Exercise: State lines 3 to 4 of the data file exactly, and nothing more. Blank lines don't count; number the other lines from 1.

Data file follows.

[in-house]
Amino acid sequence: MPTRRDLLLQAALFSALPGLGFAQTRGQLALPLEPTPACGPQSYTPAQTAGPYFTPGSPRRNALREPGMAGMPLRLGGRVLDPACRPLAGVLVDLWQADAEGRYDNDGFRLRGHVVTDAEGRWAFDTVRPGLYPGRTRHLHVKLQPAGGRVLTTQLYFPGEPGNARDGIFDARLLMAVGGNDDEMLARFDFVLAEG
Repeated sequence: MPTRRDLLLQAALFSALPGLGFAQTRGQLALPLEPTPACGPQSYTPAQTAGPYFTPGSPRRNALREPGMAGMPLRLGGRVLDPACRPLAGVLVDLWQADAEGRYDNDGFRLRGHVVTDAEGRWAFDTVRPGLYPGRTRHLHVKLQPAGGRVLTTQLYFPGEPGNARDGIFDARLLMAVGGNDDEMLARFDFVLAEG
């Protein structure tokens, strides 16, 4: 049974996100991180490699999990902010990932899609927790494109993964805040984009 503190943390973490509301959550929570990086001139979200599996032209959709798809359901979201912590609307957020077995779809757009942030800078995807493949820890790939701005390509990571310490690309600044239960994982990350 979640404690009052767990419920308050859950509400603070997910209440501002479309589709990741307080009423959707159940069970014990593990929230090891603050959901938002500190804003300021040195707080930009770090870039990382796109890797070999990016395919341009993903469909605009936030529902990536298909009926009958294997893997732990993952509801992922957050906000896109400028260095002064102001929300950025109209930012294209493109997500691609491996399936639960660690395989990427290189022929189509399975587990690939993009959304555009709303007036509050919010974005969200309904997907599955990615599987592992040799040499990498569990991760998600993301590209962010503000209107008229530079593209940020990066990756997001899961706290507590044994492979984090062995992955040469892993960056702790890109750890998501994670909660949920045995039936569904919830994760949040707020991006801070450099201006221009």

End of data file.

Repeated sequence: MPTRRDLLLQAALFSALPGLGFAQTRGQLALPLEPTPACGPQSYTPAQTAGPYFTPGSPRRNALREPGMAGMPLRLGGRVLDPACRPLAGVLVDLWQADAEGRYDNDGFRLRGHVVTDAEGRWAFDTVRPGLYPGRTRHLHVKLQPAGGRVLTTQLYFPGEPGNARDGIFDARLLMAVGGNDDEMLARFDFVLAEG
């Protein structure tokens, strides 16, 4: 049974996100991180490699999990902010990932899609927790494109993964805040984009 503190943390973490509301959550929570990086001139979200599996032209959709798809359901979201912590609307957020077995779809757009942030800078995807493949820890790939701005390509990571310490690309600044239960994982990350 979640404690009052767990419920308050859950509400603070997910209440501002479309589709990741307080009423959707159940069970014990593990929230090891603050959901938002500190804003300021040195707080930009770090870039990382796109890797070999990016395919341009993903469909605009936030529902990536298909009926009958294997893997732990993952509801992922957050906000896109400028260095002064102001929300950025109209930012294209493109997500691609491996399936639960660690395989990427290189022929189509399975587990690939993009959304555009709303007036509050919010974005969200309904997907599955990615599987592992040799040499990498569990991760998600993301590209962010503000209107008229530079593209940020990066990756997001899961706290507590044994492979984090062995992955040469892993960056702790890109750890998501994670909660949920045995039936569904919830994760949040707020991006801070450099201006221009």